The decline in AUD/USD stopped at the 100 SMA

AUD/USD Facing MAs After Failing at Resistance, As Risk Assets Tumble

Posted Friday, May 12, 2023 by
Skerdian Meta • 2 min read

AUD/USD turned bearish in February after being bullish since October, although AUD/USD (Australian dollar – US dollar) has been trading in a range since early March. It has been moving predictably within a channel, respecting the resistance and the support boundaries of this technical pattern.

Earlier this week, AUD/USD attempted to break above the top of the range at around 0.6800, where it has been confined for over 2 months. Buyers pushed the price to 0.8420s, however, this breakout turned out to be short-lived and false, as sellers quickly pushed the price lower from that region. This rejection indicates that sellers are determined to regain control when the market becomes overstretched.

Following the breach of the 200-day Simple Moving Average (purple), the downside pressure on AUD/USD has intensified. There is a possibility that the pair may continue to move lower in the coming days, since the stochastic indicator is reversing lower from overbought levels on the daily chart. However, for greater confidence in the downside scenario, a stronger bearish signal would be required, which would likely be the break of the moving averages where the price stopped yesterday.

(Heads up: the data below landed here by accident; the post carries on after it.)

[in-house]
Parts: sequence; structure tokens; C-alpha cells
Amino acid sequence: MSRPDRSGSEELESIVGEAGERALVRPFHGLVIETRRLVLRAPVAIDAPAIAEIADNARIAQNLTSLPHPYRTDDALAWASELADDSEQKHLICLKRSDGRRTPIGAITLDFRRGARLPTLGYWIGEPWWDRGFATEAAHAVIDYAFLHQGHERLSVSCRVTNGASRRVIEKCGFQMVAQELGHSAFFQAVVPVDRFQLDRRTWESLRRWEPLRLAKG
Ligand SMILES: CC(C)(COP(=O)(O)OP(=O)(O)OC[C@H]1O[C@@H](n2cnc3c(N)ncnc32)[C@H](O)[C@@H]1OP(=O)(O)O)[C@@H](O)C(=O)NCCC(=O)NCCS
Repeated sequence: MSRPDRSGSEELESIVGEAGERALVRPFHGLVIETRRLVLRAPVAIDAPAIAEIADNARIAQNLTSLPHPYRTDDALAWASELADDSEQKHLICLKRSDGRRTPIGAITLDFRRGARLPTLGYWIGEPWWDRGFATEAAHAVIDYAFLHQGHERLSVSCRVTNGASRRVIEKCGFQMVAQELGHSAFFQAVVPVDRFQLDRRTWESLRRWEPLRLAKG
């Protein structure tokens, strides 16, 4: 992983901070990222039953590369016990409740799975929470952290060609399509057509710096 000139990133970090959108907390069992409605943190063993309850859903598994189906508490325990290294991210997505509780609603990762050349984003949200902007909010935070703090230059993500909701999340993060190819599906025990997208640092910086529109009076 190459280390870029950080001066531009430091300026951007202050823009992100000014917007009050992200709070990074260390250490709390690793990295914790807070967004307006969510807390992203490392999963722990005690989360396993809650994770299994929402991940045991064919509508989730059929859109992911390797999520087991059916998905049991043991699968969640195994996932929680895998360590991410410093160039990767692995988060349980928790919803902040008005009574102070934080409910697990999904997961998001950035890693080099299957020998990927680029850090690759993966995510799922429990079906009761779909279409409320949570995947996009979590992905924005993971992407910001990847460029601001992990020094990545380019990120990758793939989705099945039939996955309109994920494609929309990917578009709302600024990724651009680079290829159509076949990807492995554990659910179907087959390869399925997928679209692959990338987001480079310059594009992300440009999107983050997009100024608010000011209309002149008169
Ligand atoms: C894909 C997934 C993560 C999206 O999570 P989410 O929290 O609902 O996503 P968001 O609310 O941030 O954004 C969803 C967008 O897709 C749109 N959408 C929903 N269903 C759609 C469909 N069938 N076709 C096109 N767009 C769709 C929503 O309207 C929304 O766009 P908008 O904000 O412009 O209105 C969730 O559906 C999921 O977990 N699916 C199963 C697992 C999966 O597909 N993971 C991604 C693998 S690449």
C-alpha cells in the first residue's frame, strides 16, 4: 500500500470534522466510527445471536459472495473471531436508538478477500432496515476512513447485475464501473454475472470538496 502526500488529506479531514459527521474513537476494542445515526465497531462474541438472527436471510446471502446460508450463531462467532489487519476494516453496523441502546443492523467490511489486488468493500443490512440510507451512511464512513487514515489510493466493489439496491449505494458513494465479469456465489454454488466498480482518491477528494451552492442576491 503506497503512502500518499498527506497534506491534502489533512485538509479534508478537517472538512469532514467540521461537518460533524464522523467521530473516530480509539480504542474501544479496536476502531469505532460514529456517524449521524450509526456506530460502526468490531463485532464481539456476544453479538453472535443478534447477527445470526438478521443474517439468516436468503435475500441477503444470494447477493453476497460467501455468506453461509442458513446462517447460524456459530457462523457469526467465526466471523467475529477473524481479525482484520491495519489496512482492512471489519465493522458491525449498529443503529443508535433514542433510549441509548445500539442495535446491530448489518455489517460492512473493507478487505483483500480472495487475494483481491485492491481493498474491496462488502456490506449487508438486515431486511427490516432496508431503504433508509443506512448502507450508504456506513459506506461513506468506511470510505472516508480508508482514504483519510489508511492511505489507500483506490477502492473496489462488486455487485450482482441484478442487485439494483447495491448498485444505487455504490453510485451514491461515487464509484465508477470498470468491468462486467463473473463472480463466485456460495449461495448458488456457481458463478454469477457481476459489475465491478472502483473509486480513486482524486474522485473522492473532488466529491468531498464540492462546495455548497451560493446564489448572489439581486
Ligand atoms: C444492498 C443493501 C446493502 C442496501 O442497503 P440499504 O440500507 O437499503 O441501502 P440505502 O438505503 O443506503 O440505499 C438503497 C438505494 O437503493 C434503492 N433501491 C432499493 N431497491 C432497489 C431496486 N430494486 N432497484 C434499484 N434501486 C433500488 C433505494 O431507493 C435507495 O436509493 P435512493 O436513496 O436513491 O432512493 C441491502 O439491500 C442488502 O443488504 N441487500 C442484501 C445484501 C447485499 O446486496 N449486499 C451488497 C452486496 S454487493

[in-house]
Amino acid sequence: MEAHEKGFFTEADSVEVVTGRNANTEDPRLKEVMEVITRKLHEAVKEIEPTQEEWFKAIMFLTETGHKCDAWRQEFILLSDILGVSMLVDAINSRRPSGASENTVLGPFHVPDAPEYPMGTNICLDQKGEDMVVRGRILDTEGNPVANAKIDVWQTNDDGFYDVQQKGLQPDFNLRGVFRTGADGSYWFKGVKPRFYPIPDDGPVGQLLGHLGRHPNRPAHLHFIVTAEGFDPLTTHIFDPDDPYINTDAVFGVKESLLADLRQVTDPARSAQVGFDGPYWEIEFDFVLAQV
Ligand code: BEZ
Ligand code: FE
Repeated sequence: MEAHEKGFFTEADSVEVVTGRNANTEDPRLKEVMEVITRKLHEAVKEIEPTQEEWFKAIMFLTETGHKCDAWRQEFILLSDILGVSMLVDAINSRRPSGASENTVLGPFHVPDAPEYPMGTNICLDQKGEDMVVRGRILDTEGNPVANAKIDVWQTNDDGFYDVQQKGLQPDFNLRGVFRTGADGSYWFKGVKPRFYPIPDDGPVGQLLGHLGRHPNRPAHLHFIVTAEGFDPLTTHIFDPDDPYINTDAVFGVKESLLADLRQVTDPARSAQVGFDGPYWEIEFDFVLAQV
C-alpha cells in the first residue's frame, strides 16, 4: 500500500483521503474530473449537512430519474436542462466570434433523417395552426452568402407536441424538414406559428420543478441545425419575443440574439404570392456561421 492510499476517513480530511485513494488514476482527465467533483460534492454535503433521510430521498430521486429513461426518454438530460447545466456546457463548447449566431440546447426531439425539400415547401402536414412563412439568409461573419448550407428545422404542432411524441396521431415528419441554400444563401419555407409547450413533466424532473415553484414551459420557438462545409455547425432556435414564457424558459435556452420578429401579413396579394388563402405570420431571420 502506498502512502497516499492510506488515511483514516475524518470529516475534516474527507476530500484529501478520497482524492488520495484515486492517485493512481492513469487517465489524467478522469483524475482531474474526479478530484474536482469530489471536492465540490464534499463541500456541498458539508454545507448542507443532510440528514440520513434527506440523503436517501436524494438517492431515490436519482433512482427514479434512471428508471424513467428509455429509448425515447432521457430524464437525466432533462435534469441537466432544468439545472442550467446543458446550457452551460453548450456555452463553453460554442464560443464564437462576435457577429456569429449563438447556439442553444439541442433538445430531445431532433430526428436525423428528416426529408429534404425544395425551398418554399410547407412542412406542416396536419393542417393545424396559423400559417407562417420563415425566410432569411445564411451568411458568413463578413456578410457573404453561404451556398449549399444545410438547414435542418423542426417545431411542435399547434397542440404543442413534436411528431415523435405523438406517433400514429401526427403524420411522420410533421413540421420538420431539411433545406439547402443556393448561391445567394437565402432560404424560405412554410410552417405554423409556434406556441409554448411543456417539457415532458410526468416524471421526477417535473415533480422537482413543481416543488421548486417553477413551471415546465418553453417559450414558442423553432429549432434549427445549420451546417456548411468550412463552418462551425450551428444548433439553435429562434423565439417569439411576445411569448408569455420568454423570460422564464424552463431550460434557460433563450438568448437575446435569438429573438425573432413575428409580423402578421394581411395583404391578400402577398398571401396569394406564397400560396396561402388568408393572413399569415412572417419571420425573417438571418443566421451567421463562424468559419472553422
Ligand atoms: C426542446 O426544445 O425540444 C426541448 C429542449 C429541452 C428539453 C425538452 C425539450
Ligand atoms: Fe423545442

This forex pair was one of the weakest in the risk assets group after the GBP, as the sentiment turned negative on softer US economic data. AUD/USD lost around 120 pips while NZD/USD lost 80 pips yesterday.

In Australia, recent data showed that Consumer Inflation Expectations increased as expected, rising from 4.6% to 5%. On the other hand, China’s Consumer Price Index (CPI) for April displayed a slowdown, dropping from 0.7% year-on-year in March to 0.1%, which was below expectations. This represents the slowest pace of inflation since February 2021. Furthermore, the Producer Price Index (PPI) in China decreased to -3.6%, marking the lowest level since May 2020.

These Chinese inflation figures suggest a lack of significant inflationary pressures, which could leave room for potential monetary easing if the performance of the reopening disappoints. But more importantly, it means lower prices for imports of raw materials from Australia. This is bearish for the AUD, so we are following if sellers will push below the moving averages (MAs) which would open the door for further declines.

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